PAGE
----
What the struggle for Copenhagen's Folkets Park can teach us about inclusive planning – Københavns Universitet

22. januar 2019

What the struggle for Copenhagen's Folkets Park can teach us about inclusive planning

By Stephanie Loveless, visiting PhD fellow, and Rebecca Leigh Rutt, assistant professor, at Department of Food and Resource Economics, University of Copenhagen

(Published at the Green Inequalities blog (BCNUEJ) 22 January 2019)

In the last three decades, Copenhagen has shifted from an obscure Nordic capital to a leading global city. It is known for progressive environmental policies, an enviable public transportation and cycling network, and numerous public green spaces, earning it the European Green Capital Award in 2014. Moreover, Denmark is repeatedly pointed to as one of the happiest countries in the world by various indices. It is praised for having a robust social welfare system yielding comparatively high rates of equality.

On a meta-level these claims appear true, but what is often overlooked is the country’s slide into the same neoliberal order the rest of the world has faced. This entails tremendous pressure to grow, privatize, and become further entangled in the web of global finance capital. In Denmark, like other Nordic countries, this familiar move has begun to yank at the seams of the social welfare system, with a tendency towards a political shift to the right, replete with austerity policies and an increasingly xenophobic slant.

When we zoom in on the ground to Nørrebro in Copenhagen, one of the most vulnerable neighborhoods in the country, this shift is shift is manifesting into rapid gentrification, crackdowns on homelessness, and slashes to public funds for activities including urban green space management. Here, ‘Folkets’ Park, or ‘The People’s Park’, which has served as a valued green space for community-building, recreation, and urban livability, is now also a site of intensifying struggle amongst incoming middle-class residents, long-term immigrant residents and their descendants, neighborhood activists, and newer groups of homeless migrants.

Evolving Urban Development Practices and Struggles for Justice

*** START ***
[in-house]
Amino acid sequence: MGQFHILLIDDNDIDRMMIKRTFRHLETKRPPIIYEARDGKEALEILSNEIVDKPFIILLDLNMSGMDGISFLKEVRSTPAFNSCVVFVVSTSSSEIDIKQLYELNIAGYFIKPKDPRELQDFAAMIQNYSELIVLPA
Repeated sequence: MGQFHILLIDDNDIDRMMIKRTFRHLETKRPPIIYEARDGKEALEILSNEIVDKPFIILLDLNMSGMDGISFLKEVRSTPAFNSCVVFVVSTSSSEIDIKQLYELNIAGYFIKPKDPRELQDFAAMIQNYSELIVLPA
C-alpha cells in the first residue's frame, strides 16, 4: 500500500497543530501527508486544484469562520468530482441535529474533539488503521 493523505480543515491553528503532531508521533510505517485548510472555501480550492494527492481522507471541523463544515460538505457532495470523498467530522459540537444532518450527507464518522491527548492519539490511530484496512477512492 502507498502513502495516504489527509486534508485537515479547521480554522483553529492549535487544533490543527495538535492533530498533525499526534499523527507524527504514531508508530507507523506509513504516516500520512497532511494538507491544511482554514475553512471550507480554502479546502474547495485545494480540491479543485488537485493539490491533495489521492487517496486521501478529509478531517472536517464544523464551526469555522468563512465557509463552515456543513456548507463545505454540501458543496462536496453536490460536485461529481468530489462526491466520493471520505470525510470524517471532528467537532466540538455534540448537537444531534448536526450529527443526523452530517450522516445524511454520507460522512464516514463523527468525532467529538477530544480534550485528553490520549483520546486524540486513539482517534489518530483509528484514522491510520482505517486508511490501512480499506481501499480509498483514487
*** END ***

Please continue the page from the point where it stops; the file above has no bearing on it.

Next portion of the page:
While Folkets Park has seen aesthetic and managerial shifts over the years, it has endured as a battleground for environmental justice. During the 1970s and early 1980s in the traditionally working class neighborhood of Nørrebro, activists and residents demanding quality and affordable housing clashed with a technocratic, top-down municipality that aimed to renew what they deemed as a “disadvantaged” neighborhood. Inexpensive housing to accommodate a swelling population coupled with poor facilities had produced a dank, unhealthy environment. Allied with private development firms, the municipality instigated a sweeping demolition and reconstruction agenda. Residents, who would have rather seen the renewal of existing buildings rich with local identity, resisted top-down development by squatting buildings. Moreover, residents wanted a greater say in how exactly their neighborhood would transform.

In the midst of demolitions, residents were experiencing open spaces where they lived for the first time. They quickly laid claim to these sites, using the demolition debris as well as trees and shrubs from local allotments to cultivate open, green spaces with their labor and new visions for the neighborhood.

While some plots were reclaimed and built up by developers despite violent resistance by activists, one small, half-hectare plot managed to survive: Folkets Park. It was not without a fight. Municipal authorities attempted to reclaim it several times, even sending in bulldozers in the middle of the night in 1997. But by 2004, the struggle for distributional justice of open, green spaces in Nørrebro succeeded and Folkets Park was officially recognized by the municipality (KK 2004).